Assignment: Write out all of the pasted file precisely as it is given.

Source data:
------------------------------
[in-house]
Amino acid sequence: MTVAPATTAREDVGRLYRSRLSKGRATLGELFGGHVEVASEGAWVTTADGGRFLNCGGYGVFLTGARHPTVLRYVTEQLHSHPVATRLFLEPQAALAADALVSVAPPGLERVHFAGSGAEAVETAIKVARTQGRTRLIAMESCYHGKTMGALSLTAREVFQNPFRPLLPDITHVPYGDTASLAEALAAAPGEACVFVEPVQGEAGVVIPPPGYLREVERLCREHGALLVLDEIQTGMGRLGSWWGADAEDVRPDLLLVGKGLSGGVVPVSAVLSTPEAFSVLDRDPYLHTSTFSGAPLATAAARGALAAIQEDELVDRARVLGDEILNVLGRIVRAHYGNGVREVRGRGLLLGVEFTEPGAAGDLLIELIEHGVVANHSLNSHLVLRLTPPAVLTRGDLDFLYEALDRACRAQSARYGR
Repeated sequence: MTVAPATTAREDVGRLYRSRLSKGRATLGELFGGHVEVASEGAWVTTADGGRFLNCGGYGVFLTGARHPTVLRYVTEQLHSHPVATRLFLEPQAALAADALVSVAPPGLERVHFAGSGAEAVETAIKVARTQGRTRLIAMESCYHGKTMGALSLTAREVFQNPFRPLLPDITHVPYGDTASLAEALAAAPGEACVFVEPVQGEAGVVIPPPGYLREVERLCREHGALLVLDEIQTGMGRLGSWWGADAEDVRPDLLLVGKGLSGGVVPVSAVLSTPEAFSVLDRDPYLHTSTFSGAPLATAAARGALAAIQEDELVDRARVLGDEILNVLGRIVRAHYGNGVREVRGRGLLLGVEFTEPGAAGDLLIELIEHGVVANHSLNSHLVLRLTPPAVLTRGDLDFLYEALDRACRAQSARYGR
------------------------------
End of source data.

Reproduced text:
[in-house]
Amino acid sequence: MTVAPATTAREDVGRLYRSRLSKGRATLGELFGGHVEVASEGAWVTTADGGRFLNCGGYGVFLTGARHPTVLRYVTEQLHSHPVATRLFLEPQAALAADALVSVAPPGLERVHFAGSGAEAVETAIKVARTQGRTRLIAMESCYHGKTMGALSLTAREVFQNPFRPLLPDITHVPYGDTASLAEALAAAPGEACVFVEPVQGEAGVVIPPPGYLREVERLCREHGALLVLDEIQTGMGRLGSWWGADAEDVRPDLLLVGKGLSGGVVPVSAVLSTPEAFSVLDRDPYLHTSTFSGAPLATAAARGALAAIQEDELVDRARVLGDEILNVLGRIVRAHYGNGVREVRGRGLLLGVEFTEPGAAGDLLIELIEHGVVANHSLNSHLVLRLTPPAVLTRGDLDFLYEALDRACRAQSARYGR
Repeated sequence: MTVAPATTAREDVGRLYRSRLSKGRATLGELFGGHVEVASEGAWVTTADGGRFLNCGGYGVFLTGARHPTVLRYVTEQLHSHPVATRLFLEPQAALAADALVSVAPPGLERVHFAGSGAEAVETAIKVARTQGRTRLIAMESCYHGKTMGALSLTAREVFQNPFRPLLPDITHVPYGDTASLAEALAAAPGEACVFVEPVQGEAGVVIPPPGYLREVERLCREHGALLVLDEIQTGMGRLGSWWGADAEDVRPDLLLVGKGLSGGVVPVSAVLSTPEAFSVLDRDPYLHTSTFSGAPLATAAARGALAAIQEDELVDRARVLGDEILNVLGRIVRAHYGNGVREVRGRGLLLGVEFTEPGAAGDLLIELIEHGVVANHSLNSHLVLRLTPPAVLTRGDLDFLYEALDRACRAQSARYGR